The Senate confirmed attorney Joseph James N. Camacho’s nomination to become the newest associate judge at the CNMI Superior Court during a short session yesterday on Capital Hill.
The former House floor leader and government prosecutor replaces Ramona V. Manglona, now chief judge of the District Court of the NMI, and joins current associate judges Perry Inos, Kenneth Govendo, and David Wiseman and Presiding Judge Robert Naraja on the Superior Court bench.
Dressed in his usual white long sleeves, black trousers, and red tie, Camacho appeared calm and collected but nodded each time the eight senators present said “yes” to his confirmation.
All eight senators-Senate President Paul A. Manglona (Ind-Rota), Vice President Jude U. Hofschneider (R-Tinian), floor leader Pete P. Reyes (R-Saipan), and Sens. Jovita M. Taimanao (Ind-Rota), Juan M. Ayuyu (Ind-Rota), Francisco Q. Cruz (R-Tinian), Henry H. San Nicolas (Cov-Tinian), and Ralph DL Torres (R-Saipan) all affirmed his confirmation. Sen. Luis P. Crisostimo (D-Saipan) was excused.
The gallery, packed with Camacho’s friends and family members, erupted in applause after Manglona announced Camacho’s confirmation.
Camacho, an alumnus of Gonzaga University School of Law and has a private law practice, said he will “do my very best and work hard to be a fair and impartial judge and carry out the intent of the law and make my rulings based on the law with understanding, temperance, and compassion.”
Camacho said he is also aware of the recent epidemic of crime on Saipan and will do his part to find a solution.
“Part of the role of being a judge is to incarcerate those that have been rightly convicted after going through due process but at the same time we must temper our sentence to rehabilitate so that when they come out from the Department of Corrections they can be productive members of our community,” he said.
The former police officer, who also worked as driver, bus boy, and pizza delivery boy in his youth, said his confirmation is a very special moment and the culmination of a very long process.
“Like I said during the hearing, they don’t have a factory where you go and become a lawyer. Most people go to school. I worked to go to college. I worked when I was in law school and I hope I can bring some of that experience and share that [at the Superior Court].I’ve been a police officer and a prosecutor so it was my job to bring people to jail. I’ve also been a defense counsel so it was also my job to bring people out of jail. Having the ability to see a case from both sides gives me an ability to be fair and be more understanding,” said Camacho.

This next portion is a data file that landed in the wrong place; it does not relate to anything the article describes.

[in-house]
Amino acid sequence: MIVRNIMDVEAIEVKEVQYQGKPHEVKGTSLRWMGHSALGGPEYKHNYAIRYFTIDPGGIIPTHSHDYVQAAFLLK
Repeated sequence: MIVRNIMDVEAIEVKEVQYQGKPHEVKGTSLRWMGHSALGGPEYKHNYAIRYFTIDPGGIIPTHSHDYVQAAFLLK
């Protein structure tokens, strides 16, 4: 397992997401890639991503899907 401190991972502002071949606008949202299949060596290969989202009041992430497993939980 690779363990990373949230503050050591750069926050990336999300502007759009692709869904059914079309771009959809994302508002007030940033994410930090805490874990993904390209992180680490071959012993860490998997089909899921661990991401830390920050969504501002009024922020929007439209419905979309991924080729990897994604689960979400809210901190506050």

Fitial thanked the Senate for their confirmation of Camacho and said that he always had faith in his nephew.
“I nominated him because of temperament. I’ve noticed him since he came back when he graduated and got his law degree and he started working.he seems to always engage his brain before his mouth. That’s what I like about him. He’s very fair and I think he will continue espousing that great asset of being fair,” said Fitial.
The islands’ chief executive said Camacho’s ascension to the Superior Court bench couldn’t have come at a better time since it has been backlogged with cases ever since Ramona V. Manglona was elevated to the District Court.
“That’s the first court trial and they have a lot of backlogged cases. A lot of times the court will defer to outside counsel because they don’t have enough lawyers but I believe with the replacement of former judge Mona Manglona, the cases that have been backlogged in Superior Court will be resolved,” said Fitial who sat beside Senate President Manglona throughout Camacho’s confirmation.
The new associate judge said he is thankful for Fitial’s confidence and his nomination to the Superior Court and extended his appreciation to the Senate, especially to the Committee on Executive Appointments and Government Investigations and its chairman, Sen. Cruz.
He also thanked his wife, NMI Retirement Fund legal counsel Viola Alepuyo, and the rest of his family and supporters for encouraging him throughout the nomination process.
“Hopefully some day I would like to aspire to become a fulltime farmer and part-time fisherman when the weather is good. But for the meantime, at least the next six years, with the blessing of God and support from family and friends I will do my best and work hard to be as fair a judge as I could be,” said Camacho.
Like yesterday, Camacho’s confirmation hearing Thursday saw the Senate chamber packed by well-wishers, some of whom spoke about the latter’s qualifications to become the next associate judge.
NMI Retirement Fund executive director Richard Vilagomez said he supports Camacho’s nomination because “Joe has always been about the law. First as a police officer, then as a lawyer, and now he’s being nominated to interpret the law.”
Herman R. Deleon Guerrero, a former senator, meanwhile, said he has known Camacho since he was little boy and asked the Senate to approve his nomination.
Former attorney general Matthew Gregory, for his part, said he has never met a lawyer more enthused in taking part in trials than Camacho.
“He’s an experienced trial attorney and that is less common than you might think in the Commonwealth. He is somebody that goes to trial and enjoys trials, enjoys the process. Now when you become a judge you’ll be in a lot of trials and this is a man who enjoys it and who’s good at what he does, tailor-made to be a judge. He’s a man who is passionate about the law and enjoys what he does,” he said.